After two runs by William Powell, Lauther kicked the game-winning field goal which sent the Riders (9-5 in the regular season) to the West final in Winnipeg on Dec. 5 against the first-place Blue Bombers (11-3 in the regular season).

After Lauther’s kick went through the uprights, focus shifted to a penalty flag in the Winnipeg backfield. Had the penalty gone against the Riders, Lauther would’ve been forced into a second attempt after sprinting down the field following his initial attempt.

WATCH l Riders sink Stamps in OT to advance to West final:

Roughriders edge Stampeders in overtime, advance to Western Final

6 hours ago

Brett Lauther of Truro, N.S. converted on a 34-yard field goal attempt in overtime to ice the game. The 33-30 win punched Saskatchewan’s ticket to the CFL Western Final against Winnipeg next weekend. 1:00

The field goal stood as Calgary was penalized for rough play.

“I did a double take to make sure it actually did go in and then after that I saw the flag, I was just like, there’s no way it’s on us,” said Lauther, who connected on four-of-five field goal attempts. “I was just hoping that we didn’t really have to redo it but I was also just trying to stop my heart rate for a second in case I had to go back up there.”

Riders quarterback Cody Fajardo knew that Lauther wasn’t about to miss the potential game-winning kick.

“I’ve got all the trust in the world that ‘Money’ Lauther is going make a play for us,” said Fajardo. “He’s one of those guys that felt like he got snubbed as an all-star as well and went out there and performed a clutch kick for us.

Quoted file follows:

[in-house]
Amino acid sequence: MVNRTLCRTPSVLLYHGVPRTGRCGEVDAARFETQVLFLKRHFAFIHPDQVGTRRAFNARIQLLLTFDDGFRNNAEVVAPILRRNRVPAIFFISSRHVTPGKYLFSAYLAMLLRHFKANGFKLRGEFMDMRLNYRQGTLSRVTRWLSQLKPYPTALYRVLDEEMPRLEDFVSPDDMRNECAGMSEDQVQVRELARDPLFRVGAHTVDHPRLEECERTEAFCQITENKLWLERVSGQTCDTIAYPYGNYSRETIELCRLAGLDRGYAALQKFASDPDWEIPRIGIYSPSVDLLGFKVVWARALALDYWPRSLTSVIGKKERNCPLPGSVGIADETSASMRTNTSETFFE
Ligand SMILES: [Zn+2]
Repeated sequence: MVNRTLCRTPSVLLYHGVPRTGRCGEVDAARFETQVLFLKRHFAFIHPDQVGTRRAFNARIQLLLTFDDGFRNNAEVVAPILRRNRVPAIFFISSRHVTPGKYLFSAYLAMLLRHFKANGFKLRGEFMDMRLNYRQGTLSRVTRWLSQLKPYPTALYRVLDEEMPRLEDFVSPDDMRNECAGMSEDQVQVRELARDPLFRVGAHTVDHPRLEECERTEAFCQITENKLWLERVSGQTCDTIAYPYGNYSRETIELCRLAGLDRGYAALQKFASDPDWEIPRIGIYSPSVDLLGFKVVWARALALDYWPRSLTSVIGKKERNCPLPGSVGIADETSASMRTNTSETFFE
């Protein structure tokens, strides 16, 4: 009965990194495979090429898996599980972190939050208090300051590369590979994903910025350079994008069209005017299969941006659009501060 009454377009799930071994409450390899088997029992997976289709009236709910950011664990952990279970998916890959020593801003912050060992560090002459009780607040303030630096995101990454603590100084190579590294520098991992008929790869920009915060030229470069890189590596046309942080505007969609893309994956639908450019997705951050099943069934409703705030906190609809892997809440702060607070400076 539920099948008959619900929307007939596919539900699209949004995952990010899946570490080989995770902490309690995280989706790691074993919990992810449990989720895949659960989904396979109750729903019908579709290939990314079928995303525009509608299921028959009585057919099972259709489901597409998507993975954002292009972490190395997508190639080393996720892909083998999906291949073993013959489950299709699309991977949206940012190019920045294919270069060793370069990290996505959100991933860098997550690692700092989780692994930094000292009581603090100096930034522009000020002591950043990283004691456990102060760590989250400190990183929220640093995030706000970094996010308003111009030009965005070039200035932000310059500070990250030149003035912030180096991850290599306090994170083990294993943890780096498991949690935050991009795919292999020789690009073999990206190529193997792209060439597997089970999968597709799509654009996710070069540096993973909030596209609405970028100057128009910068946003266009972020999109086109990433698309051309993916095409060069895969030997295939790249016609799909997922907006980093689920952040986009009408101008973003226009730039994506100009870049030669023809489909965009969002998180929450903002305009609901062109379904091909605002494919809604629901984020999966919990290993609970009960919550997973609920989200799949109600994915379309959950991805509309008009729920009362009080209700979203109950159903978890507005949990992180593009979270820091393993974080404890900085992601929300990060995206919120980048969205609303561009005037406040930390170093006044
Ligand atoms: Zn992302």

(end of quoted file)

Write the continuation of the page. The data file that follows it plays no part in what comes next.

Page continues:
“I told the guys in the huddle, we’re going run the ball twice, Brett’s going to come in and kick the game-winning field goal and we’re all going to be excited about it. That’s exactly what happened.”

Lauther, in his third season with the Riders, admitted this was a milestone game in his career but his main concern was helping the Riders get to the next level after recent playoff setbacks.

‘This province deserves so much’

“I feel like it definitely is up there. I mean, it’s playoffs,” said Lauther. “We’ve been winning in the regular season but we haven’t got the job done in playoffs and especially at home. I don’t think anyone’s had more home playoff games in the last couple years and had more regular season wins. I wanted to right some wrongs and get a win.

“I don’t even care about that I take the game-winner or whatever. I just wanted to win this game so bad for the fans and the coaches and the whole organization from top to bottom, like this province deserves so much.”

Paredes forced overtime when he connected on a 47-yard field goal with 59 seconds left in regulation time. He hit 44-of-48 field-goal attempts in the regular season but struggled Sunday, converting five of his eight field-goal attempts.

Stampeders head coach Dave Dickenson wasn’t about the let the loss fall at Paredes’ feet alone.

“He made a couple of clutch ones late, some deep bombs… I’ll go to bat with him every game,” said Dickenson. “You know, they weren’t gimmes.”

While the game had an exciting ending, it was a sloppy effort at times with the teams combining for eight turnovers, six of which came in the first half.

Fajardo was intercepted four times while Bo Levi Mitchell was picked off twice. The Stampeders also turned the ball over once on downs and lost one fumble.

Fajardo was incredulous about the Riders being able to win despite his four interceptions.